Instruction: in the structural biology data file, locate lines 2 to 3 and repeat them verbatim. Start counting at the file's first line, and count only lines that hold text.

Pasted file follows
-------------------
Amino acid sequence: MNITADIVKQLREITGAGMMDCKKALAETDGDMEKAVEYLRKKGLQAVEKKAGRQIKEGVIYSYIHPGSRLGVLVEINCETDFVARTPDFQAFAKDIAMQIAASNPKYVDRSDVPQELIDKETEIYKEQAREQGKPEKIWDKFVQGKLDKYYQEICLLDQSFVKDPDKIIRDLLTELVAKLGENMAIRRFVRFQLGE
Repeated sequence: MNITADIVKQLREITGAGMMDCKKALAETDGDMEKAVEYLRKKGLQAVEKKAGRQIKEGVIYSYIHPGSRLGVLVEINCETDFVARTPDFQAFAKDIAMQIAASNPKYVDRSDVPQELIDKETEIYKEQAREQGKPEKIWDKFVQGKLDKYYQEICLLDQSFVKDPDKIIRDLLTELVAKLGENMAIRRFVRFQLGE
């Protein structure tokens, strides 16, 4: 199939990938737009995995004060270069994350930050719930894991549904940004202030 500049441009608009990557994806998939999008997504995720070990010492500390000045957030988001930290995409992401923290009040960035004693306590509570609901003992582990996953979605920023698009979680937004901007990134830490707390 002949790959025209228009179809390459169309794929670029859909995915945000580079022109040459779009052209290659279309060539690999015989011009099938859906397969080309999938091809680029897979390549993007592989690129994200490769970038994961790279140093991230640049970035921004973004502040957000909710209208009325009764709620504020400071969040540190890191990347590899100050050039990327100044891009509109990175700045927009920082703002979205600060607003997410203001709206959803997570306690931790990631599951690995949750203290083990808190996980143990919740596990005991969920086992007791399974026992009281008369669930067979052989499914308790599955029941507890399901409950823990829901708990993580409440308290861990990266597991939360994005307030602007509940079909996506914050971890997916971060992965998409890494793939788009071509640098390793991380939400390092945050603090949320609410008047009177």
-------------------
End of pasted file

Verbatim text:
Repeated sequence: MNITADIVKQLREITGAGMMDCKKALAETDGDMEKAVEYLRKKGLQAVEKKAGRQIKEGVIYSYIHPGSRLGVLVEINCETDFVARTPDFQAFAKDIAMQIAASNPKYVDRSDVPQELIDKETEIYKEQAREQGKPEKIWDKFVQGKLDKYYQEICLLDQSFVKDPDKIIRDLLTELVAKLGENMAIRRFVRFQLGE
């Protein structure tokens, strides 16, 4: 199939990938737009995995004060270069994350930050719930894991549904940004202030 500049441009608009990557994806998939999008997504995720070990010492500390000045957030988001930290995409992401923290009040960035004693306590509570609901003992582990996953979605920023698009979680937004901007990134830490707390 002949790959025209228009179809390459169309794929670029859909995915945000580079022109040459779009052209290659279309060539690999015989011009099938859906397969080309999938091809680029897979390549993007592989690129994200490769970038994961790279140093991230640049970035921004973004502040957000909710209208009325009764709620504020400071969040540190890191990347590899100050050039990327100044891009509109990175700045927009920082703002979205600060607003997410203001709206959803997570306690931790990631599951690995949750203290083990808190996980143990919740596990005991969920086992007791399974026992009281008369669930067979052989499914308790599955029941507890399901409950823990829901708990993580409440308290861990990266597991939360994005307030602007509940079909996506914050971890997916971060992965998409890494793939788009071509640098390793991380939400390092945050603090949320609410008047009177």